Old-World Router Delivers 21st Century Power Tool Features

FT1700_router_power_toolNestled in the northeast corner of Spain, you’ll find a quiet village that exerts a surprising influence on home improvement work all across Canada. The town is called Ripoll and it’s one of the last remaining sources of European-built power tools in the world. This also makes it something of a mystery.

Freud is a power tool company that’s known around the globe, and its entire line of corded tools are made at Ripoll in a stone and brick facility that has been in continuous industrial production since 1881. This place is clean, surprisingly quiet and a lot more beautiful than you’d think a factory could be. I know because I visited the place in early May. Through the open, screen less windows in the factory you can even hear cowbells ringing from the slopes of the Pyrenees Mountains that rise behind the river as it flows past the plant. The Spanish design team at Ripoll has also just brought one of the nicest mid-sized routers to production, and it raises a big question for me.

saint_eudaldRouters are hand-held power tools that let you create decorative edges and interlocking joints in wood of all kinds. In it’s simplest form, any router is really just a large electric motor with handles, spinning a bit that cuts wood. If you want to boost the quality and variety of home improvement projects at your house, then a mid-sized router is an excellent way to do it. Most handy dads have a router of one sort or another on their Father’s Day wish list.

The brand new 2 1/4 horsepower Freud router is called the FT1700, and it’s a rare and fascinating example of how one small remnant of the European tool manufacturing tradition has somehow managed to survive and thrive in a world overwhelmed by low-cost, Asian tool production. Not many power tool companies can compete using first-world facilities any more, especially when the power tools they make are priced low enough to fit within ordinary do-it-yourself budgets.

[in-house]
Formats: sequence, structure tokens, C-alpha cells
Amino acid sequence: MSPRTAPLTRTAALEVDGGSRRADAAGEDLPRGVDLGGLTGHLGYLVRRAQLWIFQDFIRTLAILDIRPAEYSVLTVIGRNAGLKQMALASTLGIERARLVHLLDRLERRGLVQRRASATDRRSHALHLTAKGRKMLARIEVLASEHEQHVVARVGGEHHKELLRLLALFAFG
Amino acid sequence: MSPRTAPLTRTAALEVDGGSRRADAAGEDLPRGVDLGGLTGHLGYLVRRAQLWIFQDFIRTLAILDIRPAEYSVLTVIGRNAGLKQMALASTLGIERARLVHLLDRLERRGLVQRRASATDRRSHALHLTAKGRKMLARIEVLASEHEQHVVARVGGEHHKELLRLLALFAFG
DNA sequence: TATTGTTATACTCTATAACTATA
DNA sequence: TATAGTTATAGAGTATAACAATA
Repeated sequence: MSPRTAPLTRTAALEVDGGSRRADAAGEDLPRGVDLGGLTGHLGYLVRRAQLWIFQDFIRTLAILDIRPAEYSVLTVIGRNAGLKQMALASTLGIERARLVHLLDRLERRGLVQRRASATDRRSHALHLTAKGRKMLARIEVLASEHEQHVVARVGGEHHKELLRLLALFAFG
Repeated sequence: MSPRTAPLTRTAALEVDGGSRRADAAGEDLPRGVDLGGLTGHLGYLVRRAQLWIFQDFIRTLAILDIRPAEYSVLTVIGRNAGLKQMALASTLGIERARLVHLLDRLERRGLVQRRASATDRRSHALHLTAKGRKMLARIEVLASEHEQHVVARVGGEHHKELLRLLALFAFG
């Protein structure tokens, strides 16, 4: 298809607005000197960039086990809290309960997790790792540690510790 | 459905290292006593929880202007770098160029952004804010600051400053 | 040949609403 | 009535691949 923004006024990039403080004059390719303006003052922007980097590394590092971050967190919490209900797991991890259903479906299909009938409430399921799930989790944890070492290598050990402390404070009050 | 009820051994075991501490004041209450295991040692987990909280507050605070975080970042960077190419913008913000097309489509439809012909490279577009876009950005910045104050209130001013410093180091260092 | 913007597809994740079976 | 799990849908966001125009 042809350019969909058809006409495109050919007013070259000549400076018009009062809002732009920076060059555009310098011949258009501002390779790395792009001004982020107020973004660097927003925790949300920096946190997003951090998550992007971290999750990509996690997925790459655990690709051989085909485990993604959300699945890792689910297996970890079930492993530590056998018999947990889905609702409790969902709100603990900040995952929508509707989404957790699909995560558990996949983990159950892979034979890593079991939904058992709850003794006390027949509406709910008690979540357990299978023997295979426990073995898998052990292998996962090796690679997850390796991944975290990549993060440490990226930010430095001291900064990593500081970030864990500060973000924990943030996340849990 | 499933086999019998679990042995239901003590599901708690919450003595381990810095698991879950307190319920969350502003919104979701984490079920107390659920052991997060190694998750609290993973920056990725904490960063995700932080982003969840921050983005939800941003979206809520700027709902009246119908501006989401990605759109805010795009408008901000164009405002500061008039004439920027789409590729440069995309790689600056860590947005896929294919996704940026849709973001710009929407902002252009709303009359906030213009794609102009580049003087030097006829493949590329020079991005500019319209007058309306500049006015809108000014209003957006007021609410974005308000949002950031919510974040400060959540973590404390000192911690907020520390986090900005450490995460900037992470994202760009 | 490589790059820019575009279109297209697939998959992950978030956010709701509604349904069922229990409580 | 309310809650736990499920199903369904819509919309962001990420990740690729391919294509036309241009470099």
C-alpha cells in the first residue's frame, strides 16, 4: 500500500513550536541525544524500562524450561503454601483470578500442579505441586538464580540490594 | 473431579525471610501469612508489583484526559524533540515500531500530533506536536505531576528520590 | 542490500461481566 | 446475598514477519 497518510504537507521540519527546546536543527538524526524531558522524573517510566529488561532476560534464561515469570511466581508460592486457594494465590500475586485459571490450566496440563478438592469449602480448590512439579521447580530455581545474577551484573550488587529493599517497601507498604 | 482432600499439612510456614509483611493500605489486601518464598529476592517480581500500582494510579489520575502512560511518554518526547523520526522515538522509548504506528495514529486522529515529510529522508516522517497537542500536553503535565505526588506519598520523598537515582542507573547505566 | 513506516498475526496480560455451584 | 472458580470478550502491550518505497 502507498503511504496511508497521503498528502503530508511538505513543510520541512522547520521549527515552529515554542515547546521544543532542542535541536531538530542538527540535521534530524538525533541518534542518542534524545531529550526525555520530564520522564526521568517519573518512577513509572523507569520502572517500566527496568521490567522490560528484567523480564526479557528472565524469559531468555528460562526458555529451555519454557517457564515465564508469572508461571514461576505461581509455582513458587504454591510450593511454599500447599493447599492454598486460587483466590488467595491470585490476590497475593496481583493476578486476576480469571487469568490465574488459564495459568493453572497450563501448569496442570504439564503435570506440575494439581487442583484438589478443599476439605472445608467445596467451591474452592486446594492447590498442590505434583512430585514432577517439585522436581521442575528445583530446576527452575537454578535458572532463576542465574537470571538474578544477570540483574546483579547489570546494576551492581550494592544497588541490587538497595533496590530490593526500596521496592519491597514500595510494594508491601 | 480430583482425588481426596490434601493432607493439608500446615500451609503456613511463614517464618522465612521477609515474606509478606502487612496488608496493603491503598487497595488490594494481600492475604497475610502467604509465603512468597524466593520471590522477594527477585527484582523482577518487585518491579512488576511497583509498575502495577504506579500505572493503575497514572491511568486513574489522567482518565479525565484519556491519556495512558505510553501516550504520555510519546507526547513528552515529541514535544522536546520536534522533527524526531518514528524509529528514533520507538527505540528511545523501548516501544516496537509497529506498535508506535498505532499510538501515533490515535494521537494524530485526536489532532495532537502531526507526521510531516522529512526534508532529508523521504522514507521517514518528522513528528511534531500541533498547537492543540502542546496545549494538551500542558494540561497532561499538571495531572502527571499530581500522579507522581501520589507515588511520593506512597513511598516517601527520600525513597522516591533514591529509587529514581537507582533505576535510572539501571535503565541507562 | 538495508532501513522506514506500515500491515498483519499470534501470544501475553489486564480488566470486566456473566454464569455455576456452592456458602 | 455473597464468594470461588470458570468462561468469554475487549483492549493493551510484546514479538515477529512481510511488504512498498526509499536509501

The FT1700 routers that are hitting Home Depot shelves right now cost $239. That’s not much more than I paid back in 1980 for a router that had only 1/3 the power, no variable speed, and far fewer features. Tools everywhere are getting better and cheaper all the time and the FT1700 is a case in point. But the fact that this tool is also made by people earning good wages in a safe, employee-friendly plant is certainly an unusual situation. And I’ve got to wonder if it has something to do with a guy named Saint Eudald.

In the year 1004, a severe drought gripped northern Spain, and on August 9th a somber procession was held through router_power_tool_machine_operatorthe town of Ripoll. As the relics of Saint Eudald were carried through the village, the drought ended in abundant rainfall, vaulting Eudald to the status of Ripoll’s spiritual patron. Even today, along the River Ter that runs behind the Freud plant, you’ll find a statue of the saint in a leaf-shrouded grotto. Perhaps Eudald’s influence extends to warding off droughts of a financial sort, too.

The FT1700 is one of the first routers to incorporate a design feature that I’m sure will become standard in a few years. It’s generically called ‘top of table bit adjustment’, and to understand what it’s all about, you need to realize that a router can be used in two ways.

When you want to work with a router, you can hold the tool in your hands, or mount it upside down in a router table. This second option boosts the usefulness and safety of the router a lot, but table use also poses a problem. With the freud_power_tool_plantrouter bolted underneath the table, it can be a hassle to make adjustments to bit height. The FT1700 sidesteps this problem with a detachable hand crank that extends down through a hole in the top of the router table allowing the bit to be cranked higher or lower with ease from above. This is a brand new router feature but you have to wonder why it hasn’t been around for years.

The story behind the FT1700 is like others that are appearing more and more often. Tools are improving quickly, costs are dropping steadily, and handy people everywhere are reaping the benefits. All we need to do now is stop watching home improvement television quite so much and actually get some work done.

Posted on November 19th, 2010